We had this in education, [see link here and this link which links to links here], a field where faddiness is endemic and wholesale changes were made in the 70s and 80s. Look at the result of the fads now.

The truly evil men, those with malice aforethought, are both subtle and removed from the immediate machine which produces the non-functioning people who make the errors. They're never going to be caught out actually doing anything evil – they just fail to do good when it is required [the church during the war for example]. They just appeal to and help along human nature, natural folly and incompetence and let the sheep do the rest.

And one small part of this overall thrust is that team based solutions in “modern” business are always going to equal avoidance of direct responsibility – blame it on the team and punishment is blunted. How do you sack an entire team? A great structure to produce dystopic results.

A huge amount of the blame can also be laid at the feet of HR [post coming up] in organizations and was there ever a set of serpents such as these – incompetents in business, telling staff that they're on their side but in reality either in with management via the cursed monthly evaluations or else marginalized and irrelevant. Get rid of HR now.

The last thing is failure analysis [post coming up] or lack of it in any effective way. Experts rail at top down hierarchies and say that team-based approaches solve the problem. Do they heck as like – they just defuse and decentralize blame giving and taking.

So, as long as the mania for change for change's sake continues, gross errors will continue. I admire Dave Cole's implicit faith in the system, calling for a Royal Commission but I can't share this faith, not when the system is undergoing such radical change on the back of an almost maniacal EU drive.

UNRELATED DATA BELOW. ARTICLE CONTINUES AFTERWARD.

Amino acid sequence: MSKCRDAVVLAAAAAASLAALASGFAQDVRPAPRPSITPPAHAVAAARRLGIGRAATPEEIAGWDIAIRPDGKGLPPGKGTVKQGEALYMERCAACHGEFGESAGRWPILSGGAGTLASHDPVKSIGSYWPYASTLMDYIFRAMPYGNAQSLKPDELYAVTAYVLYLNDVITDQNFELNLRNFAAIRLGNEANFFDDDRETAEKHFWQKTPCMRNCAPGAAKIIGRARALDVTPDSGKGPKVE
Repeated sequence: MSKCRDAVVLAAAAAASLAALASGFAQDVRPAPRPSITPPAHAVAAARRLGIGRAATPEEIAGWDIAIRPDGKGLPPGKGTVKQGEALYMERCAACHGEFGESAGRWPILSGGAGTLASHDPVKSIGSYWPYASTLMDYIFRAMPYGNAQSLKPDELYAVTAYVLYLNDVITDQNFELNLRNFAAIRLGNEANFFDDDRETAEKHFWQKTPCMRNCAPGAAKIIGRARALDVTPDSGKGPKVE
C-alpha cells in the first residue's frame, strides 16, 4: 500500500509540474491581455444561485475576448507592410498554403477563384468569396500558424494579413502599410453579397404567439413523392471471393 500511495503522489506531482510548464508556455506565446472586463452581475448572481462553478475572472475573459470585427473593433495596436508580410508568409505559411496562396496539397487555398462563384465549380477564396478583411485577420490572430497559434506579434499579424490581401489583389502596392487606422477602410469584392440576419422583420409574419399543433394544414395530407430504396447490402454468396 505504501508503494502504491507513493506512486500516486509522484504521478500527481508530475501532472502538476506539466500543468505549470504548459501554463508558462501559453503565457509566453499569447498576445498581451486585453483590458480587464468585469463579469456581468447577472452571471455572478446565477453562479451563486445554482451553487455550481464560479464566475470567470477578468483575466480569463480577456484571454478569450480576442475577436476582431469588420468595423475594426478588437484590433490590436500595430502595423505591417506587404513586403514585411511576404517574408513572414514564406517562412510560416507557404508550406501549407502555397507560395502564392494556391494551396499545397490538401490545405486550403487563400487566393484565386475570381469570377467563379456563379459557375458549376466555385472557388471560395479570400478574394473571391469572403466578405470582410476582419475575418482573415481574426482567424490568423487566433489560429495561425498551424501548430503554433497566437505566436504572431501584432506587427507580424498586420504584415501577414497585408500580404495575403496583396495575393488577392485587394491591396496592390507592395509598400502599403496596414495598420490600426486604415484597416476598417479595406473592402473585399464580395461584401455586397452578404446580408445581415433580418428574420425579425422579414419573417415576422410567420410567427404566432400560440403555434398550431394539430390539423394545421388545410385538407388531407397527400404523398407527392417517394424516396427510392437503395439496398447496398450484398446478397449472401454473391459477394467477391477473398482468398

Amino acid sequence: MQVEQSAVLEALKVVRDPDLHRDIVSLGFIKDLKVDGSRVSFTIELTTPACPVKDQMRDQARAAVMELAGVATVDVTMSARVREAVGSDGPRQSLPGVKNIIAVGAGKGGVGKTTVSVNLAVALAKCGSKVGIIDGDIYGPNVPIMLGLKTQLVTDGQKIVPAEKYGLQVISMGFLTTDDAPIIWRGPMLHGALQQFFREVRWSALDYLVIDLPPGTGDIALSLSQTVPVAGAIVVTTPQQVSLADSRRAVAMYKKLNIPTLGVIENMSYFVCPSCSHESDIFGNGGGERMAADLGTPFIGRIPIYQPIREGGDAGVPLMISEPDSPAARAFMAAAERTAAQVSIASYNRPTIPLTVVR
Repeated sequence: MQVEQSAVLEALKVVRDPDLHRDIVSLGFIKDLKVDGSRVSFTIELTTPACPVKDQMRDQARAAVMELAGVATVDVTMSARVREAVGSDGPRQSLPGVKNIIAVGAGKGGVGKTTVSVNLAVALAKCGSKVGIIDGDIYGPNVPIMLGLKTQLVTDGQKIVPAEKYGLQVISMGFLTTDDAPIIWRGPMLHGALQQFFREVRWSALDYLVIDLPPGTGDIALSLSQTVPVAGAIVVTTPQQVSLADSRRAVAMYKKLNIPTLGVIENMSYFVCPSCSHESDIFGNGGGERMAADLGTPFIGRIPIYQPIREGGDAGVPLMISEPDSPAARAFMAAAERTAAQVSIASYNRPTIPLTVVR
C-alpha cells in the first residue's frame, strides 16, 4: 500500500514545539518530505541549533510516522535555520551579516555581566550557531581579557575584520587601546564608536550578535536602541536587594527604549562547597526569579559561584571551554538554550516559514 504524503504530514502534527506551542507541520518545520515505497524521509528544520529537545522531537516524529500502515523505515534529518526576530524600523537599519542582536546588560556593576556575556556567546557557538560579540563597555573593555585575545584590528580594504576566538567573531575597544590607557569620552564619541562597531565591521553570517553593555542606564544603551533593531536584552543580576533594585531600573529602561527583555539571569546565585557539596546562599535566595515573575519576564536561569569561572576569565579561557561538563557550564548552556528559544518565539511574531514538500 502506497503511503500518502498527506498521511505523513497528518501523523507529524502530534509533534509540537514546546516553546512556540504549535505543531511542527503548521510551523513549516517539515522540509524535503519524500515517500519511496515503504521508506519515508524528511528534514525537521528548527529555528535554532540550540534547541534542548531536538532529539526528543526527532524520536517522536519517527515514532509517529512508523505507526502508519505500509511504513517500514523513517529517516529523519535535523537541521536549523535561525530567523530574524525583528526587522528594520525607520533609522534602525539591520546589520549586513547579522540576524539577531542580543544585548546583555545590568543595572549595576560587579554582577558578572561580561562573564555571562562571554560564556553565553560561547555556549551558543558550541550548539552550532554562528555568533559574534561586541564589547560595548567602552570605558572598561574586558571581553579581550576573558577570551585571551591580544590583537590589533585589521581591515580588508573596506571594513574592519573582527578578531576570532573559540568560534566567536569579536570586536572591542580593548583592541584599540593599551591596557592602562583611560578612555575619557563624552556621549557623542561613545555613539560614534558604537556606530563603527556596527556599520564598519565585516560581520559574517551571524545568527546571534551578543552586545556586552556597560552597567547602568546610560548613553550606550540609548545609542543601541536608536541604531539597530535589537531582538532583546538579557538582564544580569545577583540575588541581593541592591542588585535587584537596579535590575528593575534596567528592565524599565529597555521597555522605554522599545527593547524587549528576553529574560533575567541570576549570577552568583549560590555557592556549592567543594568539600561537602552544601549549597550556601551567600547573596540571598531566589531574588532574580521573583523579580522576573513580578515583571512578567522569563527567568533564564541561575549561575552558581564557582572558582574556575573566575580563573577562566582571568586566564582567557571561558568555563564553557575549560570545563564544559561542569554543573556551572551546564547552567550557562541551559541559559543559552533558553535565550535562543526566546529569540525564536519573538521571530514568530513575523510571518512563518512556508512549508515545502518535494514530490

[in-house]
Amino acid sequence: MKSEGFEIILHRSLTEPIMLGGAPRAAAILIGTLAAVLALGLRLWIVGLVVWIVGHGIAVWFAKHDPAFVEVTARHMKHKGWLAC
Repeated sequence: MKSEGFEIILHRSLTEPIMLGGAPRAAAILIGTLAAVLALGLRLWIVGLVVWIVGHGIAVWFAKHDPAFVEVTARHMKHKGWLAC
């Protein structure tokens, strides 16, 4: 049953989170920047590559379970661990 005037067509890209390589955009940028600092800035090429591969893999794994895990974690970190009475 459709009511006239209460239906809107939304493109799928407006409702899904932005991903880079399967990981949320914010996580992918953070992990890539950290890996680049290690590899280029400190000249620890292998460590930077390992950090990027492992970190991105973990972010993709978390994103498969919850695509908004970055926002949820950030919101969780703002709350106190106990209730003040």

8 comments:

Anonymous said...

A very good post, James.
I have encountered many people, mostly in their 50's, professionals, possessing of detailed skill sets, and experience, whose position in the hierarchy, and therefor decision making abilities, has been displaced by a "team" of dysfunctional incompetents, effectively "above them", making rules and procedures, that are unworkable.
This team proceeds without a knowledge base, and of course major cluster f*cks happen frequently.
The displaced invariable choose alternative employment, and "let the fools get on with it".
A great loss to all.
Five now do the work of one.
Idiots.
Progress?

simon said...

"not when the system is undergoing such radical change on the back of an almost maniacal EU drive".

There are signs that the maniacal drive may be halted by the turmoil in the financial markets, which may cause the rupture of the Euro currency, and distressed states may revert to their original currencies to deflect the pain by re-assuming responsibility for their own currency. Southern Med is hurting, and is not as resilient as the DM.

Anonymous said...

Train to Gain is a Government training idea

Welshcakes Limoncello said...

Goodness, I nearly agree with everything on an EU post! I certainly that checking procedures at work have changed and not for the better and that in education we were just snowed under with change. We probably wouldn't agree on which changes were bad here but I do concur that there is a "change for change's sake" culture - in my opinion it creates "jobs for the boys".

ScotsToryB said...

James,

Am trying to e-mail you with no luck. Please write me with your address. I'm probably being a bit dense at the moment so be kind.

Thanks.
STB.

Anonymous said...

This makes interesting reading on a UK Bill of Rights

Lord James-River said...

STB - you can get me at either:

jameshigham@mail.com

or

nourishingobscurity@gmail.com

There are issues though and some people are not receiving notifications and some mail is not getting through. On the other hand, much is getting through.

There is a series of filters in place on this computer now recognizing certain domains and letter clusters as "the enemy" and it may be necessary to send from a different address.

Lord James-River said...

Anon - that's a big pdf - will take some time wading through it.